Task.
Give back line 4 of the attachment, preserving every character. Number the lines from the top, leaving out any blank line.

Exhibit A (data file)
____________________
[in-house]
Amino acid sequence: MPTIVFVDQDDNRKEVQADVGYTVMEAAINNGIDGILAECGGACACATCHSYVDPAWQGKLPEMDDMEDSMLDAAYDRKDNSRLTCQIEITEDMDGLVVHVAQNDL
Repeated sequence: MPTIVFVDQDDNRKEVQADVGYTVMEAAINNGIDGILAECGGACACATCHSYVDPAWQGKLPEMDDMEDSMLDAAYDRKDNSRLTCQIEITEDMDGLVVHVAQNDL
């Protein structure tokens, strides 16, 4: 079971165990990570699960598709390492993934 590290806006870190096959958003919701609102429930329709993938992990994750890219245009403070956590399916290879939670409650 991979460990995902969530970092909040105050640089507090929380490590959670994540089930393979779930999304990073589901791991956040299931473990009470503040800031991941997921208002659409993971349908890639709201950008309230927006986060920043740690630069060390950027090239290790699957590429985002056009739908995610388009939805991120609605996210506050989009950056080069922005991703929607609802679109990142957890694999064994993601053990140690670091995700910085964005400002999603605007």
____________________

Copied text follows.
């Protein structure tokens, strides 16, 4: 079971165990990570699960598709390492993934 590290806006870190096959958003919701609102429930329709993938992990994750890219245009403070956590399916290879939670409650 991979460990995902969530970092909040105050640089507090929380490590959670994540089930393979779930999304990073589901791991956040299931473990009470503040800031991941997921208002659409993971349908890639709201950008309230927006986060920043740690630069060390950027090239290790699957590429985002056009739908995610388009939805991120609605996210506050989009950056080069922005991703929607609802679109990142957890694999064994993601053990140690670091995700910085964005400002999603605007």